Crimson Peak Blu-ray Review
Written by Steve Pattee
Blu-ray released by Universal Pictures Home Entertainment
Directed by Guillermo del Toro
Written by Guillermo del Toro and Matthew Robbins
2015, 119 minutes, Rated R
Blu-ray released on February 9th, 2016
Mia Wasikowska as Edith Cushing
Jessica Chastain as Lucille Sharpe
Tom Hiddleston as Thomas Sharpe
Charlie Hunnam as Dr. Alan McMichael
Jim Beaver as Carter Cushing
Burn Gorman as Holly
My love of Guillermo del Toro films is not unlike the enjoyment I get out of Dario Argento movies. It's all about the visual and not so much the story. Don't get me wrong, I'm not saying del Toro is a bad director by any stretch. Hell, Mimic has no business being as good as it is, and I give all the credit to him for that. But at the end of the day, for many of his films (like Argento's, if you can look at it objectively), the story is pretty basic but the end result is beautiful, and Crimson Peak is no exception.
Crimson Peak follows Edith (played wonderfully by Mia Wasikowska), a woman who wants nothing more to be a writer in the 1800s (good luck with that, missy!). She meets and is quickly attracted to Thomas (Tom Hiddleston), but he is up to no good as Edith's father, Carter (Jim Beaver, Supernatural), soon discovers, so poppa sends Thomas and his sister Lucille (Jessica Chastain) packing. That doesn't last long, however, because someone murders Carter and Thomas's shoulder is there for Edith to cry on. Of course they get married, of course they move to Thomas and Lucille's childhood home, of course Edith discovers some dark secrets in the house, and of course things go bad from there. Because that's how horror movies work.
Don't get me wrong, I realize that last line looks quite cynical, but Crimson Peak really is basic on plot. If you are a horror fan (which I have to assume you are if you are reading this), you know how this film is going to play out from beginning to end. However, if you are a Guillermo del Toro fan, you know that it's going to be gorgeous and you won't be disappointed.
Crimson Peak is a visual experience. Where it lacks in depth of story, it more than makes up for genuine creepy moments and breathtaking set design. The ghosts that Edith can see (did I mention she can see ghosts? She can.) are both terrifying and beautiful. You want to turn away from them, but you're also intent on studying every crevice of their design. I'm not a fan of Gothic romances (which Crimson Peak is at its very core), but hot damn would I watch every one directed by del Toro-as long as there is a supernatural element, of course.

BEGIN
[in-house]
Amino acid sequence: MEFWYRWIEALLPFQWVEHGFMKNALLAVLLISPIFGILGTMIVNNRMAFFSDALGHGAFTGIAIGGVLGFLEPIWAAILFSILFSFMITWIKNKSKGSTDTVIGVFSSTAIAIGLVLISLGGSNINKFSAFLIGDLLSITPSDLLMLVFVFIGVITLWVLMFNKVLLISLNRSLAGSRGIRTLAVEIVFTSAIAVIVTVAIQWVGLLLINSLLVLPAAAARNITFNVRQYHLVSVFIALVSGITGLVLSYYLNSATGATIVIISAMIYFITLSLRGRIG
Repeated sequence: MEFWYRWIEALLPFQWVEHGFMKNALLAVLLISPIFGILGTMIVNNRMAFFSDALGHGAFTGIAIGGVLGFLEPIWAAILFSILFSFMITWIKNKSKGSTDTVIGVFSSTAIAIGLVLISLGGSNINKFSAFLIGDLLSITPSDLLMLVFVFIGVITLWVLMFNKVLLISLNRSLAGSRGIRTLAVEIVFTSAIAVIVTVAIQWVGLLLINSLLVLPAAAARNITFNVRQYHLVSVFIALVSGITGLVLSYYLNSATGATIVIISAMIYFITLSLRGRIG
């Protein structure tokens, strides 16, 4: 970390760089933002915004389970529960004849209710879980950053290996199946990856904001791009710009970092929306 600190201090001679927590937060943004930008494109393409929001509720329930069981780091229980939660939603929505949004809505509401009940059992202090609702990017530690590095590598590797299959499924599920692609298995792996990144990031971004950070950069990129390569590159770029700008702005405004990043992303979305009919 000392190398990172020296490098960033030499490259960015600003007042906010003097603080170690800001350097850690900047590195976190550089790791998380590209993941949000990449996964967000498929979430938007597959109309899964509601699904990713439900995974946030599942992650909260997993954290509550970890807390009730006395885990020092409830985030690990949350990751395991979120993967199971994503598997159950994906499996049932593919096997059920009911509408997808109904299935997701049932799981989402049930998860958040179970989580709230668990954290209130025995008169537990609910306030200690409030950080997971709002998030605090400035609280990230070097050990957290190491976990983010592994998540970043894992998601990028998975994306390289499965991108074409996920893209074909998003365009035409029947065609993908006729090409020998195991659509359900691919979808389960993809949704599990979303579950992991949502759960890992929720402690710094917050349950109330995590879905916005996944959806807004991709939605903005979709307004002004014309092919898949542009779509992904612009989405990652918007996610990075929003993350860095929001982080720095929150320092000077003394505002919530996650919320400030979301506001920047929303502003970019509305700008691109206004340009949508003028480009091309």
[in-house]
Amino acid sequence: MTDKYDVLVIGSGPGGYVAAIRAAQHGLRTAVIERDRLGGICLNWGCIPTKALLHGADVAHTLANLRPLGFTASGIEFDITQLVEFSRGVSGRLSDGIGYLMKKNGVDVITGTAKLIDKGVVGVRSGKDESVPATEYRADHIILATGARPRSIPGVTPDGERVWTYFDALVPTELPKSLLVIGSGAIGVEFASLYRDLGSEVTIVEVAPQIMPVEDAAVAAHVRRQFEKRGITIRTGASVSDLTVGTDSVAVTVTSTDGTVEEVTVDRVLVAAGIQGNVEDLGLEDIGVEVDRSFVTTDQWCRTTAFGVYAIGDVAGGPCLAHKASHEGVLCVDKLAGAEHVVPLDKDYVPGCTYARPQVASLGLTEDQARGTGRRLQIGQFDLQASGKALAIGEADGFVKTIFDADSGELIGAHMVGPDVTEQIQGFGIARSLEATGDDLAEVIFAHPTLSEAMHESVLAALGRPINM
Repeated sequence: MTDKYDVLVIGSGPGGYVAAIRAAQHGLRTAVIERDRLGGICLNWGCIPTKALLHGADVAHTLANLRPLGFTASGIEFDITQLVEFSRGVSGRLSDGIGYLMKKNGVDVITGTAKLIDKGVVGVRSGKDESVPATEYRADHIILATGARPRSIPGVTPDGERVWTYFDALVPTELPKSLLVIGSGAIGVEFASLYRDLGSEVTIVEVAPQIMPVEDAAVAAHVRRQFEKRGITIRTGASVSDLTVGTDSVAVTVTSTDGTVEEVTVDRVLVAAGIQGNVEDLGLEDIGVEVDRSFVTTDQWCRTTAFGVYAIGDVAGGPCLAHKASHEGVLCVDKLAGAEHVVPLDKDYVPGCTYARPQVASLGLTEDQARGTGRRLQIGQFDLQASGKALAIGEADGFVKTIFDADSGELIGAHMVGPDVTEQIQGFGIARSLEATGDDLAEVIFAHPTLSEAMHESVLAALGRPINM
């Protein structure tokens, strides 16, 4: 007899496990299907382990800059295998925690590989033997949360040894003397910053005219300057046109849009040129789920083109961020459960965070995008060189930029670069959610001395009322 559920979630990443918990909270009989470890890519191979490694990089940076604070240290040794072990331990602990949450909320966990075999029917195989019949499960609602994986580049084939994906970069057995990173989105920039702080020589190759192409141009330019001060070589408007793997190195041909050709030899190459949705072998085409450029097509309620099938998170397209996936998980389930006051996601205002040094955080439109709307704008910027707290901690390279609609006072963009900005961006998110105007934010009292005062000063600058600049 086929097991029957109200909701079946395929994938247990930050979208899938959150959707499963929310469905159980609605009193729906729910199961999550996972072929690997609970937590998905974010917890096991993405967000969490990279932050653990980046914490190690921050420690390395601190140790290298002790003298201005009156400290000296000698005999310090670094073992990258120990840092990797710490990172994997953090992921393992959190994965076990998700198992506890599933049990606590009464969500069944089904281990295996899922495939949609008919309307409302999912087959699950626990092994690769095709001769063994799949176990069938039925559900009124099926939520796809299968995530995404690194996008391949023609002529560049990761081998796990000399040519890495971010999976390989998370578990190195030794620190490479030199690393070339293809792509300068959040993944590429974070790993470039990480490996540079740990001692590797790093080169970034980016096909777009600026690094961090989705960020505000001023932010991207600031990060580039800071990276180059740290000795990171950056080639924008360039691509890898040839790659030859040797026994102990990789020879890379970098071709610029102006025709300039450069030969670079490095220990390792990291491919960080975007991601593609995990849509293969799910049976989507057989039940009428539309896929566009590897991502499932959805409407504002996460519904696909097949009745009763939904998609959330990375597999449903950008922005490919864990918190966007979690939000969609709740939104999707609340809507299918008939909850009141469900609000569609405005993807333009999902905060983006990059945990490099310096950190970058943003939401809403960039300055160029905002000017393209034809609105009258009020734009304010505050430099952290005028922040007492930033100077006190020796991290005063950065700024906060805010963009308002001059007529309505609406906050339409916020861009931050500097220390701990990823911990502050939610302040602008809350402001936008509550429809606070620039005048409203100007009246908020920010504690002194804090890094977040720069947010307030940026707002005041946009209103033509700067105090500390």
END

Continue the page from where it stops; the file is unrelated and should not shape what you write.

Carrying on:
Because of its solid cast, it's really no surprise that there is not a disappointing performance in the bunch. And I have to admit, I gave a silent cheer when I saw Jim Beaver show up on the screen. I'm a huge fan of his character on Supernatural, and in turn a fan of the actor, and it seems like I'm seeing him turn up in more and more things. There's something immensely likeable about him, and he never fails to bring that to the character he's portraying. In the case of Crimson Peak, it makes Carter's death that much more disturbing.
At the end of the day, I'll put this one along with films like Suspiria. It's beautiful to watch, but don't go digging for any sort of deeper meaning.
Video and Audio:
Presented in its original aspect ratio of 1.85:1, it would have been tragic for anything less than a stellar display. Fortunately, a stellar display is what we get. There are two distinct color styles going on – warm and rich for the scenes in New York and cold and stark for the scenes in England – and it all looks terrific. With the time in effort that clearly went into the set design, there is plenty of fine object detail that pops, and the ghosts are exceptionally detailed.
The audio fairs as well as the video. While the disc includes the new DTS: X as an option, I went with the DTS-HD Master Audio 7.1 as I'm not yet fortunate enough to have a receiver capable of DTS:X. However, the 7.1 sounds fantastic, and considering this a haunting, the surrounds get a nice work out.
- I Remember Crimson Peak
- A Primer on Gothic Romance
- Hand Tailored Gothic
- A Living Thing
- Crimson Phantoms
- Deleted Scenes
- Beware of Crimson Peak
- The Light and Dark of Crimson Peak
- Feature with Co-Writer/Director Guillermo del Toro
At first glance, this disc appears to be loaded with features, but only one of those featurettes up there, "A Living Thing", is over 10 minutes (and even then, it's just over 12). However, it should be noted that these are all well worth the watch because they aren't your typical fluff. There is something to be gleaned from each of them, from the history of the Gothic romance genre to costume design, the sets, and so much more, including little Easter eggs from the movie. Also, the "I Remember Crimson Peak" piece actually consists of four featurettes totaling just under 20 minutes.
If those weren't enough, the commentary with del Toro is an absolute must listen. This is what all commentaries should be, as he discusses all aspects of the movie without getting two technical and avoiding the traps of over praising the actors or explaining what's going on on screen. I can't stress enough how enjoyable this commentary is.
Wrapping it up are five deleted scenes running about a minute apiece.
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